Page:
Growing up in an Italian family, eggplant “parm” was a staple in my house. While it was cheesy, fried and delicious, nowadays I’d rather cut back on some of the calories and fat and focus on the delicious fresh ingredients.
Whether you need to steer clear of gluten because of an allergy or just like to experiment in the kitchen, there are plenty of choices beyond good old wheat. Mix things up with these flour alternatives.
Squash blossoms are the sweet and tender flowers of growing summer squash. I (very gently) grabbed some and rushed home to cook them my favorite way: stuffed and fried until golden (yes, fried!). You can find them at the farmers’ markets from late spring to early fall — here’s what you should know about this farmers’ market delicacy.
Once a foreign seed found only in remote health food stores, you now see flaxseed everywhere! Should anybody jonesing to eat healthy make flax part of their diet?
More plants. More whole grains. Less meat. The USDA’s 2010 update to its nutrition guidelines recommends a diet that sounds like it’s straight out of a Michael Pollan essay, but how do they affect you? Well, the guidelines, which are updated every five years, provide nutrition advice and advocate a diet that will reduce the nation’s risks for heart disease, cancer and diabetes. The recommendations are also used as a standard in federal programs, like U.S. school breakfasts and lunches. Here are 5 things you need to know about the new guidelines.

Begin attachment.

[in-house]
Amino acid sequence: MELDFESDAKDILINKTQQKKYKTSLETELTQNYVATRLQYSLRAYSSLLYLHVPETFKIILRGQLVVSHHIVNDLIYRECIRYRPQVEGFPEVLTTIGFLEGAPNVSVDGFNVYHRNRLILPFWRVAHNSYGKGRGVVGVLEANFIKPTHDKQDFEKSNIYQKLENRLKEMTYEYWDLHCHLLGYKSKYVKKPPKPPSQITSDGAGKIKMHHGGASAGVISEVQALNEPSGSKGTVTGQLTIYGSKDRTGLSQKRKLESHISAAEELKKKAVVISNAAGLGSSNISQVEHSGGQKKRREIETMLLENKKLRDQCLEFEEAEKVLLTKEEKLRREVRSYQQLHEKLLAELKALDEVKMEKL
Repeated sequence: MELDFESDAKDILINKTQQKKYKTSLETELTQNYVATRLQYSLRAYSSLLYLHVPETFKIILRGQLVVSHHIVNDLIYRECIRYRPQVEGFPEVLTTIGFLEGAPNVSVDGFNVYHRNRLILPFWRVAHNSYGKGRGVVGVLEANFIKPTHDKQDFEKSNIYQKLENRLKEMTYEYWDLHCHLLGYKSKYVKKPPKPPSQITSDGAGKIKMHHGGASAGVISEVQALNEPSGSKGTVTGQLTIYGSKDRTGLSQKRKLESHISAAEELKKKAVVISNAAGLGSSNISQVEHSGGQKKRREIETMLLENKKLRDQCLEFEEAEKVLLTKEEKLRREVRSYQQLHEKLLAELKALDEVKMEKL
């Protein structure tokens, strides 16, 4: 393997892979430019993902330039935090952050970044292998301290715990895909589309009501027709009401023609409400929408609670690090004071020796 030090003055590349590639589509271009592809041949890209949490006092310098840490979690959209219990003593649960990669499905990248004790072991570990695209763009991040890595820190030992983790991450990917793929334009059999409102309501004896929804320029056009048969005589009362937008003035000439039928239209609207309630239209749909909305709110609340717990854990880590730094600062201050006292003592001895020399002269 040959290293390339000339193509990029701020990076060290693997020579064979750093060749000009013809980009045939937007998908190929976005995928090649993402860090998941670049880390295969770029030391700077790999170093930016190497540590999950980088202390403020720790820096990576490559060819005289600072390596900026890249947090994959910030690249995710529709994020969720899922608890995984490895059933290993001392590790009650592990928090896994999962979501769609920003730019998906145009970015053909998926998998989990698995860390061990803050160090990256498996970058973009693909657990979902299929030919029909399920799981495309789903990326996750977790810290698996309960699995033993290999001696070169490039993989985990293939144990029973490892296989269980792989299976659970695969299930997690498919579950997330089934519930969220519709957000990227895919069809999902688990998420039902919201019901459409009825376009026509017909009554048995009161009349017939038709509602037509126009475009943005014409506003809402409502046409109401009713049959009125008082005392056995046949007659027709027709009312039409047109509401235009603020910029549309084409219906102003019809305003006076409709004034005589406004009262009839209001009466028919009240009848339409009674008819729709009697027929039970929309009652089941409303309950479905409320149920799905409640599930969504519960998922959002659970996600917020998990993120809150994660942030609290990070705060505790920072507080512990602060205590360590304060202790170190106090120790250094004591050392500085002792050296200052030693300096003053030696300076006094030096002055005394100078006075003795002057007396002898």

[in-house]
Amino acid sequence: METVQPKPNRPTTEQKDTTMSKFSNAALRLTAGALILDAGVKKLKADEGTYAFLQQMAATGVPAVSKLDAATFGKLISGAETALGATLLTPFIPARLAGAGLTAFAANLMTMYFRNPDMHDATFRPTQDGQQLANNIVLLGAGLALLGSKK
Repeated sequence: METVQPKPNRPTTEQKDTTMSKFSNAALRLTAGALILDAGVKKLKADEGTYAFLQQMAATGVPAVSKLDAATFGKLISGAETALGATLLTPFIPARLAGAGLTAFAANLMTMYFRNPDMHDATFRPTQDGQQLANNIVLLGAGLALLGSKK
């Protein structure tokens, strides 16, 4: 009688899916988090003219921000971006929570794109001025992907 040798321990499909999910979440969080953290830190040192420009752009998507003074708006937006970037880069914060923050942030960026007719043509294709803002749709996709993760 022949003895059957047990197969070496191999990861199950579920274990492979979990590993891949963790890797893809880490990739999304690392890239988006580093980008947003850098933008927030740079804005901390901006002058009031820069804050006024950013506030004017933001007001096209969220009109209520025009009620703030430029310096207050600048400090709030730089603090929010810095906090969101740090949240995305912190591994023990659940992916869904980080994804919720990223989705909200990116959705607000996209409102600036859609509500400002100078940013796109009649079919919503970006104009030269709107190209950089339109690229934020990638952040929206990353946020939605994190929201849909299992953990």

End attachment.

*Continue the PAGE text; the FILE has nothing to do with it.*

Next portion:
We filled you in on ways to create more figure-friendly salads, and now we’re showing you how to make over another pseudo health food: smoothies. Those ginormous smoothie shop drinks made our list of “Healthy” Foods to Skip, but with the right ingredients, smoothies can definitely be “healthy eats.”
Making your own is a good place to start, but whether you pick them up or whip them up in your own kitchen, use these tips to swap high-calorie components with smarter high-energy ingredients.
I’ve been anxiously waiting for them to appear, and they’re finally here! Last week fresh cherries made their debut at my farmers’ market. Here are some of my favorite ways to enjoy these juicy, nutrient-rich gems.
Sure, artificial food colorings make foods look brighter and more appealing, but at what cost? Consumer watchdog CSPI says food dyes can cause everything from hyperactivity and allergic reactions to cancer, and is calling for the government to ban three of the most common dyes. Here’s our take on the rainbow-colored additives.
Early raspberries are coming into season where I live. I managed to snag the very last half-pint at the farmers’ market this week. As fellow market patrons looked on with envy, I hurried home to make some raz-tastic recipes.
Berries from your local farmers’ market are extra-special. Small farms have the luxury of growing unique varieties that are much more interesting than what’s at the grocery store.
These delicate, ruby red raspberries are just right for tossing on salad, making raspberry vinaigrette, or one of my favorite summer desserts — berry trifle.
Dana Angelo White, MS, RD, ATC, is a registered dietitian, certified athletic trainer and owner of Dana White Nutrition, Inc., which specializes in culinary and sports nutrition. See Dana’s full bio »